On December 3rd, the IMF awarded its 2017 Brian D. Novis Research Grants. The grant presentation ceremony was held during the 58th annual meeting of the American Society of Hematology (ASH) in San Diego, California.

For 22 years, the IMF has funded the most promising research in the field of myeloma by leading investigators from institutions around the world. The IMF is proud to support these important projects. In 2017, three Senior Research Grants are being funded at $80,000 each, and five Junior Research Grants are being funded at $50,000 each. These grants are made possible through generous donations from private individuals as well as the proceeds from the IMF’s Member Fundraisers program. We are eternally grateful to all who support the Brian D. Novis Research Grants that move us closer to a cure.

The reception was attended by 135 enthusiastic guests who filled the reception hall to capacity. The event created a perfect setting for interaction between the award-winning researchers and the donors who help fund their projects. In several cases, this was the first opportunity for a grant recipient to meet and talk with myeloma patients.

Four of the patients in attendance shared their stories with the guests. In addition, wildlife and conservation filmmaker Hardy Jones sent his speech via video. His powerful “we are all interconnected” message included the story of his discovery that the dolphins he worked with had myeloma. Hardy then learned of his own myeloma diagnosis. Pat Harwood touched everyone’s hearts as she spoke about her determined 20-year journey of living with myeloma, despite being widowed 10 days out of transplant and becoming the only parent to her son. Pat’s “myeloma doesn’t define me” attitude resonated throughout the room. Next, Brian Strickler offered his sincere gratitude to all who are working so hard towards a cure, giving him and other newly diagnosed myeloma patients hope for “a path forward.”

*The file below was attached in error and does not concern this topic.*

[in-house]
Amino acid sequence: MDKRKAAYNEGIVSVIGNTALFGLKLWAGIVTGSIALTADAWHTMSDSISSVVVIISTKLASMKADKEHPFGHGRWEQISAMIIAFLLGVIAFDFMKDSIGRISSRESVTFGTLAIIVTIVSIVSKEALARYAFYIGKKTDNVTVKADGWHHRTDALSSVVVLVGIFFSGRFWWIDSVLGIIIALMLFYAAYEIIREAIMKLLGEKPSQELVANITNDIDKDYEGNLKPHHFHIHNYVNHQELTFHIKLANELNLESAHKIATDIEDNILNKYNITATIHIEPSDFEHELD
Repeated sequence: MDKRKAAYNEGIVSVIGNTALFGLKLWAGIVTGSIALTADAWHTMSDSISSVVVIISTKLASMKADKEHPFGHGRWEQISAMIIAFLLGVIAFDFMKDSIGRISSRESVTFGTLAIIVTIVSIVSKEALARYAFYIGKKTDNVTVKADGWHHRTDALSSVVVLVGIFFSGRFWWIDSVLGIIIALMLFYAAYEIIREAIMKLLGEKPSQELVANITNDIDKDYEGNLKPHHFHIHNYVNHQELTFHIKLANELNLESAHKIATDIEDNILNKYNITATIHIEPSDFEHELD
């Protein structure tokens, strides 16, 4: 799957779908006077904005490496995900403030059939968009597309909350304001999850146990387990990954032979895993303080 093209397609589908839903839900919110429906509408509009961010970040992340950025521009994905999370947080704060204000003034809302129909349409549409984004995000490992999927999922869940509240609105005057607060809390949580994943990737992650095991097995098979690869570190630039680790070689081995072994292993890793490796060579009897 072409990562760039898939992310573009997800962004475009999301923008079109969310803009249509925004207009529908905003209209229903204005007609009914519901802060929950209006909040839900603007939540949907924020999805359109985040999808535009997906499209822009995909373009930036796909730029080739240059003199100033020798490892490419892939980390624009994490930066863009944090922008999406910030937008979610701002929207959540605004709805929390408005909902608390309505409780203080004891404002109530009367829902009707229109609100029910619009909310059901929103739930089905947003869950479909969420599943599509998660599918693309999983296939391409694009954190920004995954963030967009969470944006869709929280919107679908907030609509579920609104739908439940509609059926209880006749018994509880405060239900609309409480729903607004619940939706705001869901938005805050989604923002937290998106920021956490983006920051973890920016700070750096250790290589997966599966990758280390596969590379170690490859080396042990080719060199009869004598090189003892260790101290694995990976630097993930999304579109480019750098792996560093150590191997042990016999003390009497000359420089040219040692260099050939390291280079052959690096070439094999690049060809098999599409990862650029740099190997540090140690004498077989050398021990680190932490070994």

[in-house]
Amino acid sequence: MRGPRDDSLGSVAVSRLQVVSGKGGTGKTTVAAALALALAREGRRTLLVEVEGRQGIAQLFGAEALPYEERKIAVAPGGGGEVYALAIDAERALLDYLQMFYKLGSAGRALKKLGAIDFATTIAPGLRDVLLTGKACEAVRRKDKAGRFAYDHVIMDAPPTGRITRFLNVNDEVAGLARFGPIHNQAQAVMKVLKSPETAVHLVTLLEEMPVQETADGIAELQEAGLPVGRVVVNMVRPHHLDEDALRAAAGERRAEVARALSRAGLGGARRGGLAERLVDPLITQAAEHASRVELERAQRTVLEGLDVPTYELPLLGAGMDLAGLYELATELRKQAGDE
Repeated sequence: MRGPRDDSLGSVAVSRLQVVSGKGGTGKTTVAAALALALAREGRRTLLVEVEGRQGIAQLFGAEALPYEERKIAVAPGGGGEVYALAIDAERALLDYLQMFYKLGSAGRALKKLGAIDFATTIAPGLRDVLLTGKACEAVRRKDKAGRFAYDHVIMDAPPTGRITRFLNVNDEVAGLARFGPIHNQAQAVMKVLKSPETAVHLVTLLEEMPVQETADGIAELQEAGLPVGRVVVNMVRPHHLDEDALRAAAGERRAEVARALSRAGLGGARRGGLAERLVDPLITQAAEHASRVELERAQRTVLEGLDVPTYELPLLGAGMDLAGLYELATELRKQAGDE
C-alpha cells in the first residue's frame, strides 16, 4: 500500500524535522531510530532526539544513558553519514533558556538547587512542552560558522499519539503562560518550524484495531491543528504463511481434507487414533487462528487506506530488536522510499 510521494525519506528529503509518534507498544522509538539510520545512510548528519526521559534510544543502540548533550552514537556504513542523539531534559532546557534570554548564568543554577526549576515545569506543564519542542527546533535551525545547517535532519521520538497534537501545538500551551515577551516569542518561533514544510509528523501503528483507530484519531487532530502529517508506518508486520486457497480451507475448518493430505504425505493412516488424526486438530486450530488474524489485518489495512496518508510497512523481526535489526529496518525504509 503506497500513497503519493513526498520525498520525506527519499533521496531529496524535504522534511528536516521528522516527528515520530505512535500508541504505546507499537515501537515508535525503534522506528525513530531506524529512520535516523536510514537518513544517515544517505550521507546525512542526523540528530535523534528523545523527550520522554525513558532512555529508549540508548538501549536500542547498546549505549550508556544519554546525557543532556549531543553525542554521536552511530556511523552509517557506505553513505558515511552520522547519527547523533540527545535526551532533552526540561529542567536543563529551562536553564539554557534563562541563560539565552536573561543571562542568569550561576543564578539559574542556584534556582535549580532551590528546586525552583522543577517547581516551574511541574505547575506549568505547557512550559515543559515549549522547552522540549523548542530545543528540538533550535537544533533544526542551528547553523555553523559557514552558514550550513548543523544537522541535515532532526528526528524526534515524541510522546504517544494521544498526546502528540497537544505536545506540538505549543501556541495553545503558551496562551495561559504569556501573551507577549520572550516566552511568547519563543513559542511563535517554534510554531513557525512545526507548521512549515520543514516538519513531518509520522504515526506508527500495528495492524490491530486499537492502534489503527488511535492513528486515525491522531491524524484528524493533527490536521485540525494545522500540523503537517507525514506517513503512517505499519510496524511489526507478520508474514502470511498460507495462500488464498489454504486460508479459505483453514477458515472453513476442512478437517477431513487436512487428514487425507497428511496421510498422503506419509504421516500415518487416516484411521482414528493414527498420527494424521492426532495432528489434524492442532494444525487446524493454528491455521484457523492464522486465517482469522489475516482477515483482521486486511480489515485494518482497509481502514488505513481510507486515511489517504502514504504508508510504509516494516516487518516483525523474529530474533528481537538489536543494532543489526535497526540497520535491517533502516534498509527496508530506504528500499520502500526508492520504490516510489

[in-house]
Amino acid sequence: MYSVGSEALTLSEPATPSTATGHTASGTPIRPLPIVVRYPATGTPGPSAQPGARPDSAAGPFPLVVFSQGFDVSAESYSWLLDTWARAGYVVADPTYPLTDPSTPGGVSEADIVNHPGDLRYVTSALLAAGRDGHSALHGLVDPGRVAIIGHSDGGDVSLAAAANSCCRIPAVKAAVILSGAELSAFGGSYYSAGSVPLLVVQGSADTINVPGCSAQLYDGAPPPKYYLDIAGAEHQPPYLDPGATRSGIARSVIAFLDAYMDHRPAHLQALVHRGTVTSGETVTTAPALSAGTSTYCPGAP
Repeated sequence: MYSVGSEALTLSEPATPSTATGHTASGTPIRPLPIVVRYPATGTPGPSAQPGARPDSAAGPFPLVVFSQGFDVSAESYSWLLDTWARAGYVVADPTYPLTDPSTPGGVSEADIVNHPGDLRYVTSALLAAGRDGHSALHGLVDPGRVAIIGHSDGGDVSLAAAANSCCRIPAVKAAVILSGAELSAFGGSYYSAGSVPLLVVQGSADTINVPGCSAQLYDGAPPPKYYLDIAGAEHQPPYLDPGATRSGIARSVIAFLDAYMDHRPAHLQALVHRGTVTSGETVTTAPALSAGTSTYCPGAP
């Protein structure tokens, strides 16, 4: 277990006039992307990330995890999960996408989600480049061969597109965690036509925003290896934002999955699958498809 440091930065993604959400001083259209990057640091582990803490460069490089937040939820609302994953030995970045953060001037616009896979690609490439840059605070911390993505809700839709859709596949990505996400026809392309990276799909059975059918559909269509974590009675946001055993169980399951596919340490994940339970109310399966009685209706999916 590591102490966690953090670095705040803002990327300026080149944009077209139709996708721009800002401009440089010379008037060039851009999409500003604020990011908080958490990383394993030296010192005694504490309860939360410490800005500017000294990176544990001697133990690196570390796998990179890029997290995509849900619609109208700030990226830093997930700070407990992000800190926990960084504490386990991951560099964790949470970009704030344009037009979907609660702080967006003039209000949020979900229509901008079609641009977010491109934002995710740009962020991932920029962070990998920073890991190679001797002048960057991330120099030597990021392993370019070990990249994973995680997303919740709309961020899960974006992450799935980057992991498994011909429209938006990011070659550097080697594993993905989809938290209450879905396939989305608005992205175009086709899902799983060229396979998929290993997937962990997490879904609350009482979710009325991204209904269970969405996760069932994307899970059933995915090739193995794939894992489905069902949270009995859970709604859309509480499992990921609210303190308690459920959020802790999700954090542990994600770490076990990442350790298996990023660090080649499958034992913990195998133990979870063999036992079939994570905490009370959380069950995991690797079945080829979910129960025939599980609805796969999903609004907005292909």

Yelak Biru concluded the patient stories with a moving speech that did not leave a dry eye in the house. Diagnosed while in his first semester of graduate school and newly married, Yelak’s story “is still in the making” 21 years later.

As always, the names of the grant recipients as well as the IMF members who are funding each research project were announced by Dr. Robert A. Kyle. The impact upon the researchers of meeting the people who made their work possible was profound, and Dr. Vanderkerken’s remark that meeting myeloma patients will fuel her to work harder was echoed by the other grant recipients.

Also in attendance at the event was Kristi Willette of the Willette Charitable Foundation. Earlier that week, she presented Susie Novis Durie (IMF President) and Dr. Brian GM Durie (IMF Chairman) with the first installment of a three-year grant in the amount of $300,000 to support the IMF’s Black Swan Research Initiative® (BSRI®) led by Drs. Durie, San Miguel, and Rajkumar. We’re so grateful to Kristi and the Willette Charitable Foundation for their vision and continued generosity in support of myeloma research. 

“I never doubted that bringing the myeloma community together will lead to a cure, and a cure is right around the corner.” said Susie Novis Durie.


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